I find this significant because Tabarrok at least is a libertarian prone to blaming bureaucracy for everything, so if he find that administrative bloat can't explanation rising college costs, I tend to believe him.

Monday, May 27, 2019

Imagining Ancient Cities

Ur, circa 2100 BC. Every time I try to trace this back to its source I end up at a university site to which I can't get access, so it will have to remain anonymous for now. This seems to be a common problem with older reconstructions like this one, or at least I keep having it.

Knossos, c. 1700 BC, Sir Arthur Evans.

Thebes, c. 1400 BC, by J.C. Golvin. Golvin is a professional recreater of the ancient and medieval worlds and his wonderful web site has dozens of examples. I could have done this whole post with his work but I didn't want to steal too much of it.

Nineveh, circa 650 BC by Henry Layard, 1849.

Babylon c. 570 BC by Rocío Espín Piñar, following the work of Robert Koldewey, 1900-1917.

Persepolis c 500 BC by Charles Chipiez, c. 1880.

The Acropolis of Athens, c. 410 BC, by Leo von Klenze, 1846.

Alexandria, with the Lighthouse, c. 250 BC. Engraving by Johann Bernhard Fischer von Erlach, 1720.

Punic Carthage by J.C. Golvin.

Port of Appollonia, Libya by J.C. Golvin.

Jerusalem with Herod's temple, by James Tissot, 1886.

Ancient Rome, photo of the 4,500-square foot model by Italo Gismond.

Rome, 180 AD, from the movie Gladiator.

Constantinople under Justianian I, by Antoine Helbert.

Angkor Wat, AD 1200, by Bruno Levy

Tenochtitlan, Mexico, AD 1500, by Ignacio Marquina.

Childe Hassam

Childe Hassam (1859–1935) was one of the founders of American Impressionism. Once very famous, his paintings collected by all the top museums, he has lately nearly disappeared from the big time art world. However he remains popular with the studios that will repaint classic works for your living room (Moonlight, 1992)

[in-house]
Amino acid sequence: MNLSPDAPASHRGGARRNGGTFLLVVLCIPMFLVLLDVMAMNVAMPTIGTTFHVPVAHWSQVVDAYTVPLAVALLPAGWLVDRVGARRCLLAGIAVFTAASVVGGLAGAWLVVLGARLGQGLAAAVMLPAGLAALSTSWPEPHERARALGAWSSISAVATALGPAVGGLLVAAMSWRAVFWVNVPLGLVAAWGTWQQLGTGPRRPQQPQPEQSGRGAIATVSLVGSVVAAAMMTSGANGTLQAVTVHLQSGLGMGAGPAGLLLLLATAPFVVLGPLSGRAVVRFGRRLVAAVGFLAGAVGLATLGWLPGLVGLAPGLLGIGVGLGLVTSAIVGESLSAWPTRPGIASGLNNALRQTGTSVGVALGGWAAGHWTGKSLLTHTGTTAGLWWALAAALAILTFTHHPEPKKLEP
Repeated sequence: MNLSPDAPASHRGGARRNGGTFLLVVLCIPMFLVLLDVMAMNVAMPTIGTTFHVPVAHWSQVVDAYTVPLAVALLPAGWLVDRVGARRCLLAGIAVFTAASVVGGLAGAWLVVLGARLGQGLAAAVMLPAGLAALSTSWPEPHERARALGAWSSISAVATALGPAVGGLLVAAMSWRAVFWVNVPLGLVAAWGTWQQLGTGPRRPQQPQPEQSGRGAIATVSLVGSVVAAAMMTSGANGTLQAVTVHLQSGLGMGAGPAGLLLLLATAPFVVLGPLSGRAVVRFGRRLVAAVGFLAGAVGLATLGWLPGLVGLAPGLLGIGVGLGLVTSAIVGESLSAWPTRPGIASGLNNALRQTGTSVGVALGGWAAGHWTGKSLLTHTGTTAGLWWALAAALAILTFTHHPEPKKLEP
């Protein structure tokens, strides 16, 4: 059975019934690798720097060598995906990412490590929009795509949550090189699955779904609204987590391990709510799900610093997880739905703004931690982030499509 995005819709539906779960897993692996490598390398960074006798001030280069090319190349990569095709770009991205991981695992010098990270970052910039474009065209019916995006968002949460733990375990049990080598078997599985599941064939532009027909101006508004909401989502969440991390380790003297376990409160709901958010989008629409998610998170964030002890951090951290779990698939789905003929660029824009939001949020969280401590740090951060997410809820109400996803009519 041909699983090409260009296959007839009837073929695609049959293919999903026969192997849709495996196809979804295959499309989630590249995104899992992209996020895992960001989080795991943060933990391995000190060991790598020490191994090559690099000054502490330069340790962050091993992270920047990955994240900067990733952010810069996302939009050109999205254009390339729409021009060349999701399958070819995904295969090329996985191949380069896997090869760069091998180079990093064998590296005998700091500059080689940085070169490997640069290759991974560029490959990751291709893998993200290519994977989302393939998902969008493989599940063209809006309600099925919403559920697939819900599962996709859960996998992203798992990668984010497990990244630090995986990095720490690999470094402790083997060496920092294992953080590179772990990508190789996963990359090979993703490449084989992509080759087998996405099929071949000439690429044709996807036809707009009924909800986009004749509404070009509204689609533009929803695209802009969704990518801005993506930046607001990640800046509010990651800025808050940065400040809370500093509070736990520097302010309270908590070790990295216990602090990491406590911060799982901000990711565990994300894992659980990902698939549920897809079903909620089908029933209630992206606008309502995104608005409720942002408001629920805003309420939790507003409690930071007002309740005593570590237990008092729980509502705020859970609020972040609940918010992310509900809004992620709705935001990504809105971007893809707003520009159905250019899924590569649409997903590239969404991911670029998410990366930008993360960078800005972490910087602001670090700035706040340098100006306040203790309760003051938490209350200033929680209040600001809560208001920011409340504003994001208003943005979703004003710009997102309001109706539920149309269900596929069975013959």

Hassam was born in Dorchester, Massachusetts, a descendant of early settlers in the Massachusetts Bay Colony. His family wanted to send him to Harvard, as befitted his ancestry, but he noticed that they had fallen on rough times financially so he decided to get a job to help out. He worked as an accountant for the publishers Little, Brown & Company and in his spare time studied engraving and painting. This is one of the few paintings I have found from his pre-Impressionist days, Rainy Day, Boston, 1885.

In 1882 Hassam set himself up as a freelance illustrator and also began selling paintings; he had his first solo show in 1883. By 1886 he was quite successful. This, Boston Common at Twilight (1885), was his first painting to draw big time attention – it is now in Boston's MFA – and it shows the first stages of his move toward Impressionism.

In 1886 the newly married Hassam moved to Paris to continue his artistic studies. He first enrolled in the Académie Julian, but they were still teaching precise academic painting, not the Impressionism that had captivated him, so he quickly dropped out and continued his studies on his own. (View in Monmartre, 1889)

In 1889 Hassam returned to America. He thereafter divided his time among the age's great cities – New York, Boston, and Philadelphia – and rural retreats, especially to the Maine coast. It was his cityscapes that especially made his reputation, and many New Yorkers in particular considered him the greatest painter of their city. (Snowstorm in Madison Square, 1890)

Washington Arch, Spring, 1893

Coast Scene, Isle of Shoals, 1901, now in the Met.

In 1918 Hassam did a series of paintings of the flags hung up in New York to celebrate the end of World War I. These were so popular that he eventually painted dozens to meet the demand. They are now called his "flag paintings." Barack Obama had one hanging in the Oval Office for a while. (Avenue of the Allies, 1918)

But I was moved to write about Hassam by his gardens, always my favorite Impressionist subjects. Celia Thaxter's Garden, 1890, and detail. Also in the Met.

The Water Garden, 1909.

Afternoon Sky, Harney Desert, 1908. Looking at this, you can see why so many people buy reproductions of his work to hang in their houses. Lovely.